Blue Haven

The market is looking past the Fed

By July 13, 2023 No Comments

Last year, markets were fixated on interest rates and the Fed. On days when the Fed announced interest rate decisions in 2022, markets were volatile. On the day after those decisions were announced, markets typically sold off. This year has seen a change in those trends. Markets have been much less volatile on Fed days. In addition, markets have mostly risen in 2023 on the day after the Fed announced a policy decision. In short, the market appears more comfortable with Fed policy, even as interest rates have settled at a higher level than initially expected.

What are FOMC, or “Fed days”?

The FOMC stands for the Federal Open Market Committee, which is a 12 member board within the Federal Reserve that sets interest rates and other key monetary policy. The FOMC holds eight policy meetings per year. At the conclusion of these meetings, the FOMC communicates their latest policy decisions to the market.

We can observe market reactions on and around these FOMC days, (referred to as “Fed days”), to judge what is priced into the market. In 2022, for example, markets were very volatile on Fed days. That suggests the market had a lot of uncertainty around the policy decisions the Fed was making.

Throughout last year, on the day after fed policy announcements were made, markets usually fell. Such declines suggested nervousness around Fed policy. We focus on the “day after” return, because on Fed days, policy decisions are announced at 2 pm EST. That only leaves two hours for markets to react to the latest information from the Fed. Therefore, the first full day after a Fed day gives a clearer indication of what’s priced into the market.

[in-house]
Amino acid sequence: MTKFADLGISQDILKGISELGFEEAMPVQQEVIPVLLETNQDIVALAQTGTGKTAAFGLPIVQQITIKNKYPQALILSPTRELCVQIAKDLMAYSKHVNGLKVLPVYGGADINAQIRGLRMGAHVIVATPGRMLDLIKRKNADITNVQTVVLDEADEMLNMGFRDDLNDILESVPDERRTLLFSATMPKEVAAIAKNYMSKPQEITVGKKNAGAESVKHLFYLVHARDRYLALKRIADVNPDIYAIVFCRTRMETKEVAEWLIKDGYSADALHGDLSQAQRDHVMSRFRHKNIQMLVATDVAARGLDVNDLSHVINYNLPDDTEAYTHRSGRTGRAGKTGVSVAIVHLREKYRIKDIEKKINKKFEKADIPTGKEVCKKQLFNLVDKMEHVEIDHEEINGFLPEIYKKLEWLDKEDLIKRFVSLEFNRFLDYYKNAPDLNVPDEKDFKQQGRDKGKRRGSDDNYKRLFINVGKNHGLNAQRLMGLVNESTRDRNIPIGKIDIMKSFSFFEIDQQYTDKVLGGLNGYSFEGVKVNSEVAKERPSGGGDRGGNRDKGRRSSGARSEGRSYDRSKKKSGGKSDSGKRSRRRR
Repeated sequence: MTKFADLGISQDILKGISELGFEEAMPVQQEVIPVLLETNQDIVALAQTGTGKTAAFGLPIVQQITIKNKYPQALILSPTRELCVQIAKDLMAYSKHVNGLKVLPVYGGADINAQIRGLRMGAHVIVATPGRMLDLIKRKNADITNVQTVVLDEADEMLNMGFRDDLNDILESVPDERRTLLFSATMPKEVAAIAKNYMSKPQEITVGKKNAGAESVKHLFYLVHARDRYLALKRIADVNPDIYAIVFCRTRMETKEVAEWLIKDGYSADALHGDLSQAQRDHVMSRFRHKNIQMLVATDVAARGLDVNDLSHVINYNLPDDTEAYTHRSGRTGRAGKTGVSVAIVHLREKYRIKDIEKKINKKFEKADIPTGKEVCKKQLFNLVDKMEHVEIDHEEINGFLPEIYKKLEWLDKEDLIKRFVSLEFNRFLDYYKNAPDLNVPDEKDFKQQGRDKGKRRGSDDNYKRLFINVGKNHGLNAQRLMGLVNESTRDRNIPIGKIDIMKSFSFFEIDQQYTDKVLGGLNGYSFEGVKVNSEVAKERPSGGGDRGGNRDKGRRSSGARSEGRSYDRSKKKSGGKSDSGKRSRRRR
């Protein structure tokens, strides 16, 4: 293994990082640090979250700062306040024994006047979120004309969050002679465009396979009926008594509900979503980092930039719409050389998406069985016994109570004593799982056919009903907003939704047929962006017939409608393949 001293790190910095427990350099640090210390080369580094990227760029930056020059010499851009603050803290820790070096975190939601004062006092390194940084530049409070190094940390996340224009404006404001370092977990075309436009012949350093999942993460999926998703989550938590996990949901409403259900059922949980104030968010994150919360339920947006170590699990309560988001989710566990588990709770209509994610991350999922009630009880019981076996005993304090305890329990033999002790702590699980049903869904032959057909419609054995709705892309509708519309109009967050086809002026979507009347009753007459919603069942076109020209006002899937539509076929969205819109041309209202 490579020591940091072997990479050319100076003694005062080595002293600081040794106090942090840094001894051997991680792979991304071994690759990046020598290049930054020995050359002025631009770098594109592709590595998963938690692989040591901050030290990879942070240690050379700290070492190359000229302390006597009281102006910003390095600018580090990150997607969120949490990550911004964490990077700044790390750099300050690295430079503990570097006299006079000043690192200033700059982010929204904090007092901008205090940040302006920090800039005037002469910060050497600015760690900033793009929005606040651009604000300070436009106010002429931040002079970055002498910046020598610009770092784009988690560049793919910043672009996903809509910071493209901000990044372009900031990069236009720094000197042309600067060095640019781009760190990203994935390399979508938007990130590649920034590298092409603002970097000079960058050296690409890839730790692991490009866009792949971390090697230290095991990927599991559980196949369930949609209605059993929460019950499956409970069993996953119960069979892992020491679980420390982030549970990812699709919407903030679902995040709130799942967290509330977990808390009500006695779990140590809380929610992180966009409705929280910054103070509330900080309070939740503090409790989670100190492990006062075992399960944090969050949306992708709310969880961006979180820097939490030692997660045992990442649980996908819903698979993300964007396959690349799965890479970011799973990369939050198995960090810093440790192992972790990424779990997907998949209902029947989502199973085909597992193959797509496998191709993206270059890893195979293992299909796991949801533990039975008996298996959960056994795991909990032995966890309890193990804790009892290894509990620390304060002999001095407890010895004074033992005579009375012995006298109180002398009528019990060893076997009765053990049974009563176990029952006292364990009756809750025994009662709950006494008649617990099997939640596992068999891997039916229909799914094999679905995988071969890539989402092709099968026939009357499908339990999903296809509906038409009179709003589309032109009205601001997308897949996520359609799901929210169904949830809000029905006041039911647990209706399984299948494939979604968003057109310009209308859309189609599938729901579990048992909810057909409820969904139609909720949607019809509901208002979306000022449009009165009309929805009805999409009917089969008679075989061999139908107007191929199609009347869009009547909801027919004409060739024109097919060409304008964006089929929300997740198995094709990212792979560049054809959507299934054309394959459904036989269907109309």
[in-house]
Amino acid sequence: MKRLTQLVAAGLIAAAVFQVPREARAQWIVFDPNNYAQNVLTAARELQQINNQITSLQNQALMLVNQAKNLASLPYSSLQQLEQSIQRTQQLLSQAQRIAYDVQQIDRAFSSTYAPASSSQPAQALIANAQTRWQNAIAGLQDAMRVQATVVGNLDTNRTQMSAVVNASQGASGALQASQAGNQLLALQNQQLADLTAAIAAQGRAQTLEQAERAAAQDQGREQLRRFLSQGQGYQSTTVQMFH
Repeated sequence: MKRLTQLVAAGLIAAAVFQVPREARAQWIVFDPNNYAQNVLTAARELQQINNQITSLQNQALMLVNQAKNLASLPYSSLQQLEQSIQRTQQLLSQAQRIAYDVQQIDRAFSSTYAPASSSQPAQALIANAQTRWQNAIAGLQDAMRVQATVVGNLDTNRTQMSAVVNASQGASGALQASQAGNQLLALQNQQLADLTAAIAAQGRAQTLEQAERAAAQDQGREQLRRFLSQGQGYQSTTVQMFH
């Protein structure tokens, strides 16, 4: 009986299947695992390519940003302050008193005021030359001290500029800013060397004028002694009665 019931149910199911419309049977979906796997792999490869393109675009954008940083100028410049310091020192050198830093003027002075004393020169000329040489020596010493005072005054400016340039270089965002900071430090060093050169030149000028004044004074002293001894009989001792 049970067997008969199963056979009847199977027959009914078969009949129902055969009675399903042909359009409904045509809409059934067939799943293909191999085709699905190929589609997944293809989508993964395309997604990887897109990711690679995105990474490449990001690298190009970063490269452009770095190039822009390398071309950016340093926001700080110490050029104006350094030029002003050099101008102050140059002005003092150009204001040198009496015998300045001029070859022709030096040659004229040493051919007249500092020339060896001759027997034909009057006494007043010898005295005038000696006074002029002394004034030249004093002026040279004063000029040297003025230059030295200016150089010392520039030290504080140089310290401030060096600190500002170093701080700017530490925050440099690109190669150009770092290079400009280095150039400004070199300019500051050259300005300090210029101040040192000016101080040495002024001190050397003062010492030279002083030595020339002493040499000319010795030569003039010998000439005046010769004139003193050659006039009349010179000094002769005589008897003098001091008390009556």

Fed Days in 2022 vs 2023

In looking at market reactions after Fed days in 2022, stocks fell a median of 0.94% in 2022. Such declines are evidence that after the market had time to digest the Fed’s announcements it drew a negative conclusion. Aggressive Fed policy was not priced into the market ahead of the time.

Fast forward to 2023 and we’re seeing just the opposite: markets have risen a median of 0.76% on the day after Fed days. This suggests that the market has already priced in the Fed’s current level of interest rates. If such policy wasn’t priced into the market, we’d expect to still be seeing negative market reactions on the day after a Fed day.

Markets hate uncertainty

There’s only one thing the market doesn’t really like and that’s uncertainty. Last year, there was uncertainty over how high interest rates would go. This year, even though interest rates are higher than they were most of last year, markets have been steady. This a reflection that the market has successfully priced in current Federal Reserve policy. The Fed, and interest rates, are no longer surprising the market.

One might say that markets were never scared of high interest rates in the first place. Rather, markets were just nervous about the general uncertainty around interest rates. If high interest rates by themselves were a problem for the market, we wouldn’t see stocks going up in 2023. After all, interest rates are at their highest levels in more than a decade.

Markets expect interest rates to stay elevated for the remainder of the year. So, at the moment, there appears to be little in the way of interest rates or Fed policy that is going to surprise the market. This is a good thing for investors as greater certainty for the market reduces volatility. However, it will be important to revisit the market’s interest rate expectations later in the year. 2024 could pose a renewed debate around the market’s expected path for interest rates and Fed policy.

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